4. #4
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    Default Re: Drop in pump output- how do I check the motor?

    I think at this age if she's simply refusing the milk in the bottle it is okay to give her solids to tide her over, and if you're mixing them, it's a great way to get the milk in her. I think if it were me I would stop giving her solids at night though. I would push nursing as much as you can when you're together, offering even when she doesn't ask. I might also stop offering the non-milk mixed solids at 10:30 and 4 just to see if her appetite for milk increases. They can't really regulate their intake very well when it is being given to them on a spoon like that and if she's actually eating all that you've listed here, that is quite a lot of solids for a baby that age. I think if you continue with this schedule it is very likely to have an impact on your supply, if it hasn't already.
    “We are not put on earth for ourselves, but are placed here for each other. If you are there always for others, then in time of need, someone will be there for you.”
    --Anonymous

  5. #5

    Default Re: Drop in pump output- how do I check the motor?

    Thank you for looking our schedule and making suggestions! I really do appreciate it as everything had been humming along nicely and now it's a whole new ballgame and I'm just so confused about how to handle it.

    I definitely make it a point to offer more on the weekends, as she is too busy playing to ever stop and ask and I want to keep up supply, but I could do a better job in the evenings and will try skipping solids tonight. I like the idea of thinking of the evenings as little weekends- a solid chunk of time where I'm available to nurse. I am always worried I'm underfeeding her solids when I see how much her classmates come in with every day, but mama's milk is better than anything those little squirts are eating! Thanks for the objective review.

  6. #6
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    Default Re: Drop in pump output- how do I check the motor?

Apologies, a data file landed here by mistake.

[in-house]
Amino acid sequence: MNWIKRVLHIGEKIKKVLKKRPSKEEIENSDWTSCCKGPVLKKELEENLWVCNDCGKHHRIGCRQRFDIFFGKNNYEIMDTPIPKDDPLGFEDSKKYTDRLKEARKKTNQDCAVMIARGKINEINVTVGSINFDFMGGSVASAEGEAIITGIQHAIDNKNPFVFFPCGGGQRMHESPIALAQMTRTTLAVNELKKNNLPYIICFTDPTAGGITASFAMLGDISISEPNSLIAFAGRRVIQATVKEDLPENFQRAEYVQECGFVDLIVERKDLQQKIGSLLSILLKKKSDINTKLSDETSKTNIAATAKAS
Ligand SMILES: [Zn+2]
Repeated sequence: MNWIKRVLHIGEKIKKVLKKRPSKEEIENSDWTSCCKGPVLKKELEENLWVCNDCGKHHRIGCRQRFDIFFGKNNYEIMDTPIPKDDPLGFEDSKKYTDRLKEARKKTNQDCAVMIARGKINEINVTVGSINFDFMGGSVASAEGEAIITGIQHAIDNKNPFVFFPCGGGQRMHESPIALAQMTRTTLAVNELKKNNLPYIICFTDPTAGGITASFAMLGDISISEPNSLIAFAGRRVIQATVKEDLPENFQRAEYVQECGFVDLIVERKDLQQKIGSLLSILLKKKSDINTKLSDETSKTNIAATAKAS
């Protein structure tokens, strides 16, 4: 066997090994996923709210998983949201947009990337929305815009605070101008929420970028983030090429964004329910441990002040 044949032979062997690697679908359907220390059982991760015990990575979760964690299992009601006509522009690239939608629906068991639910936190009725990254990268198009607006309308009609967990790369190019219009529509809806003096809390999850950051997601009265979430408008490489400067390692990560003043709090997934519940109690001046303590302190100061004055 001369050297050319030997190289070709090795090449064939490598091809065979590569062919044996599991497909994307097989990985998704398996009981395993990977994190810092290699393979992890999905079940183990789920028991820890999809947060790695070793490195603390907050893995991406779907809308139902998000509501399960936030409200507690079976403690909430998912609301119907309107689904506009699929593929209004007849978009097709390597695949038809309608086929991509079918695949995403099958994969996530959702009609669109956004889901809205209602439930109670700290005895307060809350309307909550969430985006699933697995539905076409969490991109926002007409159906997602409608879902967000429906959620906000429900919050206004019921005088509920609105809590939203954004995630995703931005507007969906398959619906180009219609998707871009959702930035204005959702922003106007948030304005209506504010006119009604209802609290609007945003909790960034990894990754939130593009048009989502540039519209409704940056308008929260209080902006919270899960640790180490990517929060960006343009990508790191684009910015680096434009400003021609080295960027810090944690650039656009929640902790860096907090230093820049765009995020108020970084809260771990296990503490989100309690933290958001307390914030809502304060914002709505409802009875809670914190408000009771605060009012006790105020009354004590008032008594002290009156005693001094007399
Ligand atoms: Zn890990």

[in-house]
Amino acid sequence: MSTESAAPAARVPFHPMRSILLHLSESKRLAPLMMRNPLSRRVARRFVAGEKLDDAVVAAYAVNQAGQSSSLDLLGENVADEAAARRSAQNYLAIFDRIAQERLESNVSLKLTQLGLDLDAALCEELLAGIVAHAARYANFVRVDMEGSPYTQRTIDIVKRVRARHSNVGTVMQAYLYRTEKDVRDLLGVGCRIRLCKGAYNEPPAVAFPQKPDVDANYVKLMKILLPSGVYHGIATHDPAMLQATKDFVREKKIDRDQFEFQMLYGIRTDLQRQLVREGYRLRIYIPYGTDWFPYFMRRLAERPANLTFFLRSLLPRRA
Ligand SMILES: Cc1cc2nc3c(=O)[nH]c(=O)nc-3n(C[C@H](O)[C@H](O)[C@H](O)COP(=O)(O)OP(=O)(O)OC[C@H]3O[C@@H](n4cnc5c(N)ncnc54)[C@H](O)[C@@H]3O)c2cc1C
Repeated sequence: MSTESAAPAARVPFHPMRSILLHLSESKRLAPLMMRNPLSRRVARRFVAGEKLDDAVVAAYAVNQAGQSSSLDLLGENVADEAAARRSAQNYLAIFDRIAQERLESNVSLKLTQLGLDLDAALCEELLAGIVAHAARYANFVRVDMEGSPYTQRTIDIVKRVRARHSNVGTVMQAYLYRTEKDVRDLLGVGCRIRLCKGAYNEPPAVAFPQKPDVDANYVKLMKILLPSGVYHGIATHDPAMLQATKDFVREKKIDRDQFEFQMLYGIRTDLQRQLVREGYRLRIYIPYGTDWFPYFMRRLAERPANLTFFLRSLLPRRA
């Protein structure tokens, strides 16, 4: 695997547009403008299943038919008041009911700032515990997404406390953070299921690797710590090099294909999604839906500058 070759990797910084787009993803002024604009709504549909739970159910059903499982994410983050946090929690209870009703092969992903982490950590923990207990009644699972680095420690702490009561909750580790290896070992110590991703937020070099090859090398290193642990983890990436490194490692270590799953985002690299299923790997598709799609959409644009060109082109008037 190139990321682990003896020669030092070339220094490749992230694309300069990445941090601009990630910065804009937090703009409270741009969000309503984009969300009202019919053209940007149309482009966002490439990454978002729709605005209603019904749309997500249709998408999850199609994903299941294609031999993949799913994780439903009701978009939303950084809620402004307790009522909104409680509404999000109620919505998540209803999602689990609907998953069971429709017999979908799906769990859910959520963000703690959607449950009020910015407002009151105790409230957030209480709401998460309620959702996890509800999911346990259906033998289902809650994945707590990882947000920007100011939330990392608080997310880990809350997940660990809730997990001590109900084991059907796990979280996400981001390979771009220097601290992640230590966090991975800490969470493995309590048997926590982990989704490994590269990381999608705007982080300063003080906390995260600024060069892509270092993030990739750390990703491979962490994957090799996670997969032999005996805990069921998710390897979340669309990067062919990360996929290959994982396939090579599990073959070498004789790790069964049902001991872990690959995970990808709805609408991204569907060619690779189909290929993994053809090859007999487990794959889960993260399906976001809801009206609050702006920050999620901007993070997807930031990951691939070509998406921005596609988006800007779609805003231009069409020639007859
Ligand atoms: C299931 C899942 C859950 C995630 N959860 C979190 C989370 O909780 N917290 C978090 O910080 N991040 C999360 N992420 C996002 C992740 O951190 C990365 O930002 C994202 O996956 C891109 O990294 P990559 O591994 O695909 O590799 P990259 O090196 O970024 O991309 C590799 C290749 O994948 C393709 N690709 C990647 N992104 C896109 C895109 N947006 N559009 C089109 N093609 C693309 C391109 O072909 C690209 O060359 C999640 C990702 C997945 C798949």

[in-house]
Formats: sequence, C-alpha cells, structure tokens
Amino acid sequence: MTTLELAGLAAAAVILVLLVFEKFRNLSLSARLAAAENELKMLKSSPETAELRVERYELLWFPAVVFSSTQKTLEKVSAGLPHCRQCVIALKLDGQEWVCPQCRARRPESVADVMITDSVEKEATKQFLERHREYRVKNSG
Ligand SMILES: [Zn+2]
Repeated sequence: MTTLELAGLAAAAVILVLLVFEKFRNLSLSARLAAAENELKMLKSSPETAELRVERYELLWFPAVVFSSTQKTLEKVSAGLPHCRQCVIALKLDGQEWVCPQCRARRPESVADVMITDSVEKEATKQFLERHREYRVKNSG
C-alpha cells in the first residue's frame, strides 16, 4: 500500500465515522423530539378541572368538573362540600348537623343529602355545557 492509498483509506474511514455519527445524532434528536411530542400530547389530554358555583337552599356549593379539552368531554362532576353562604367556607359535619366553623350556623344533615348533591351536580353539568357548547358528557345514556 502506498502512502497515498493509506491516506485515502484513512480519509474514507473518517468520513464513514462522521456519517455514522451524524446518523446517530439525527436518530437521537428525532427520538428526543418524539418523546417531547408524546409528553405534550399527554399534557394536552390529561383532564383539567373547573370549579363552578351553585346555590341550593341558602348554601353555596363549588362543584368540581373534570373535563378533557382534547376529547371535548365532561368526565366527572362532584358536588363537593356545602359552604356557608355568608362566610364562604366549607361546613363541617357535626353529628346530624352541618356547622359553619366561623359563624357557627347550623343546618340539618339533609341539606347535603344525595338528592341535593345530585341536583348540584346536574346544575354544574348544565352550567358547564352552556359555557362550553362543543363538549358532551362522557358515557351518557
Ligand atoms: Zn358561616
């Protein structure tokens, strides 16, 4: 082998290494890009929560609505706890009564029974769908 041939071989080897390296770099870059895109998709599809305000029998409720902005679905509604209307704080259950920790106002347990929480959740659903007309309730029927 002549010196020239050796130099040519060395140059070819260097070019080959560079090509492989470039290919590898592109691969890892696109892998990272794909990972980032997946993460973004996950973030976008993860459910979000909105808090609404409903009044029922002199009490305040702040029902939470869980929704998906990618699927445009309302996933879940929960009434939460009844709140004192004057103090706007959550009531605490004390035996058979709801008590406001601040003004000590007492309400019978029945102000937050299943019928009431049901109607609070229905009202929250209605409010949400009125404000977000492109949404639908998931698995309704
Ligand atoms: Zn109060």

Nah, don't worry about underfeeding solids. Breastmilk should be making up the majority of her nutrition, so if you feel solids may be interfering with that, it's perfectly fine (advisable, even) to back off on them a bit. Have you looked into baby led solids at all? It's a process where you offer age-appropriate finger foods (rather than purees) and allow them to choose how much, if any, they eat. It works particularly well with breast fed babies who are used to regulating their own intake. I loved it with my kids because it meant I could actually eat at the same time as them and they felt like they were participating in meal times. I'd nurse right before dinner, pop them in their high chair at the table and we'd all 'eat' together. You can just give baby what you're eating for the most part, assuming you eat relatively healthy meals, though you'd want to cut it in the proper size pieces (that article I linked gives some great ideas for that). And you could do it in conjunction with purees if you want her to still get them at day care or when you're out and about or whatever. It's very flexible.
    “We are not put on earth for ourselves, but are placed here for each other. If you are there always for others, then in time of need, someone will be there for you.”
    --Anonymous